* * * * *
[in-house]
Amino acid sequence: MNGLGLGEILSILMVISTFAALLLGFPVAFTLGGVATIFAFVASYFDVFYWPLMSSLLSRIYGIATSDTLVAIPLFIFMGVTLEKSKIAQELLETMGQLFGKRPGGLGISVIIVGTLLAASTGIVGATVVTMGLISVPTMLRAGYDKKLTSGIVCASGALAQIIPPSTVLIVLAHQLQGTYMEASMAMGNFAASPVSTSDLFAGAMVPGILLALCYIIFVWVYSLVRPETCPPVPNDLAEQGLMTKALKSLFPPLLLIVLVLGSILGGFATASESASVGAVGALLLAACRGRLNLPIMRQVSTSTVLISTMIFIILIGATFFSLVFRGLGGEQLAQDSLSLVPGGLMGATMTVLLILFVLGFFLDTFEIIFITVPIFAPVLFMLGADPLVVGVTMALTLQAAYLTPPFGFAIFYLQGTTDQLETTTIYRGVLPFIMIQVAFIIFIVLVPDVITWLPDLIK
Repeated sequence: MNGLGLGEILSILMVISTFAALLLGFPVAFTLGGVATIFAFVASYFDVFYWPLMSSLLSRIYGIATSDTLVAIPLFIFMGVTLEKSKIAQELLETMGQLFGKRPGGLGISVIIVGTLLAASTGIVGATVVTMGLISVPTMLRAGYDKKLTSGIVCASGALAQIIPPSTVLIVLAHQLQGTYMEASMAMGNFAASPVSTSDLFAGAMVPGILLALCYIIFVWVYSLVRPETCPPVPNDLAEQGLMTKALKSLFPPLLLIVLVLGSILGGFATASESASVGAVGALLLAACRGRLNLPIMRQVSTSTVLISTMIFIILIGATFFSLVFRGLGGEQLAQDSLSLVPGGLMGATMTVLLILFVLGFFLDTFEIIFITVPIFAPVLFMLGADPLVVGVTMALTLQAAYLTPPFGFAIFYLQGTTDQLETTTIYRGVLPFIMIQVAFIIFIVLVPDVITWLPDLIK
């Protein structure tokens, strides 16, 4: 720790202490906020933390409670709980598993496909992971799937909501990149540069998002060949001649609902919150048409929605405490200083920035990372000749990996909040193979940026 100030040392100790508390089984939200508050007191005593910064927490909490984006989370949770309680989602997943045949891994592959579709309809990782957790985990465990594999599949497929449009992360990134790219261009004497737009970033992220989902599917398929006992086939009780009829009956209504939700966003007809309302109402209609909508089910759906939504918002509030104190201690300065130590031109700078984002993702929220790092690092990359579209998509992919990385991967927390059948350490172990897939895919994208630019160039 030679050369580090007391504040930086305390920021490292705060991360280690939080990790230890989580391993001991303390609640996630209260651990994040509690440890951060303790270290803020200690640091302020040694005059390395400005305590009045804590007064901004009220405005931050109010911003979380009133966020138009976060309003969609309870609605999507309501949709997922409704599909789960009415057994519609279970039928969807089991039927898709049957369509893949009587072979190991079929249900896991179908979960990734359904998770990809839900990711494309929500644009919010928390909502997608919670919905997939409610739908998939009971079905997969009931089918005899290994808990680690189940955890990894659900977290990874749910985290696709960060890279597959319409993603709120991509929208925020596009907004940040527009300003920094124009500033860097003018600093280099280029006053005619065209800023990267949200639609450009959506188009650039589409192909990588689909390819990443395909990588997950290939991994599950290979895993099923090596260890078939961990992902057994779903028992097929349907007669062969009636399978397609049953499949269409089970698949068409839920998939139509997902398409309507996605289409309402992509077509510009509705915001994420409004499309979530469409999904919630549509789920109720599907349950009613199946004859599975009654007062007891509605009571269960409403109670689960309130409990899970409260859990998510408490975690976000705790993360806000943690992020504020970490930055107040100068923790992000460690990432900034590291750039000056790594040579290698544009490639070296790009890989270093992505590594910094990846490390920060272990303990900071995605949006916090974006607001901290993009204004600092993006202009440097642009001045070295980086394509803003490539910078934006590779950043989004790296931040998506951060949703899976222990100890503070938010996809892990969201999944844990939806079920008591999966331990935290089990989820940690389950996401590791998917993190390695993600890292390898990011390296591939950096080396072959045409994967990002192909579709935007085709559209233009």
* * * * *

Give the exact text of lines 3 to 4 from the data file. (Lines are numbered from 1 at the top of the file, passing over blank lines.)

Repeated sequence: MNGLGLGEILSILMVISTFAALLLGFPVAFTLGGVATIFAFVASYFDVFYWPLMSSLLSRIYGIATSDTLVAIPLFIFMGVTLEKSKIAQELLETMGQLFGKRPGGLGISVIIVGTLLAASTGIVGATVVTMGLISVPTMLRAGYDKKLTSGIVCASGALAQIIPPSTVLIVLAHQLQGTYMEASMAMGNFAASPVSTSDLFAGAMVPGILLALCYIIFVWVYSLVRPETCPPVPNDLAEQGLMTKALKSLFPPLLLIVLVLGSILGGFATASESASVGAVGALLLAACRGRLNLPIMRQVSTSTVLISTMIFIILIGATFFSLVFRGLGGEQLAQDSLSLVPGGLMGATMTVLLILFVLGFFLDTFEIIFITVPIFAPVLFMLGADPLVVGVTMALTLQAAYLTPPFGFAIFYLQGTTDQLETTTIYRGVLPFIMIQVAFIIFIVLVPDVITWLPDLIK
């Protein structure tokens, strides 16, 4: 720790202490906020933390409670709980598993496909992971799937909501990149540069998002060949001649609902919150048409929605405490200083920035990372000749990996909040193979940026 100030040392100790508390089984939200508050007191005593910064927490909490984006989370949770309680989602997943045949891994592959579709309809990782957790985990465990594999599949497929449009992360990134790219261009004497737009970033992220989902599917398929006992086939009780009829009956209504939700966003007809309302109402209609909508089910759906939504918002509030104190201690300065130590031109700078984002993702929220790092690092990359579209998509992919990385991967927390059948350490172990897939895919994208630019160039 030679050369580090007391504040930086305390920021490292705060991360280690939080990790230890989580391993001991303390609640996630209260651990994040509690440890951060303790270290803020200690640091302020040694005059390395400005305590009045804590007064901004009220405005931050109010911003979380009133966020138009976060309003969609309870609605999507309501949709997922409704599909789960009415057994519609279970039928969807089991039927898709049957369509893949009587072979190991079929249900896991179908979960990734359904998770990809839900990711494309929500644009919010928390909502997608919670919905997939409610739908998939009971079905997969009931089918005899290994808990680690189940955890990894659900977290990874749910985290696709960060890279597959319409993603709120991509929208925020596009907004940040527009300003920094124009500033860097003018600093280099280029006053005619065209800023990267949200639609450009959506188009650039589409192909990588689909390819990443395909990588997950290939991994599950290979895993099923090596260890078939961990992902057994779903028992097929349907007669062969009636399978397609049953499949269409089970698949068409839920998939139509997902398409309507996605289409309402992509077509510009509705915001994420409004499309979530469409999904919630549509789920109720599907349950009613199946004859599975009654007062007891509605009571269960409403109670689960309130409990899970409260859990998510408490975690976000705790993360806000943690992020504020970490930055107040100068923790992000460690990432900034590291750039000056790594040579290698544009490639070296790009890989270093992505590594910094990846490390920060272990303990900071995605949006916090974006607001901290993009204004600092993006202009440097642009001045070295980086394509803003490539910078934006590779950043989004790296931040998506951060949703899976222990100890503070938010996809892990969201999944844990939806079920008591999966331990935290089990989820940690389950996401590791998917993190390695993600890292390898990011390296591939950096080396072959045409994967990002192909579709935007085709559209233009």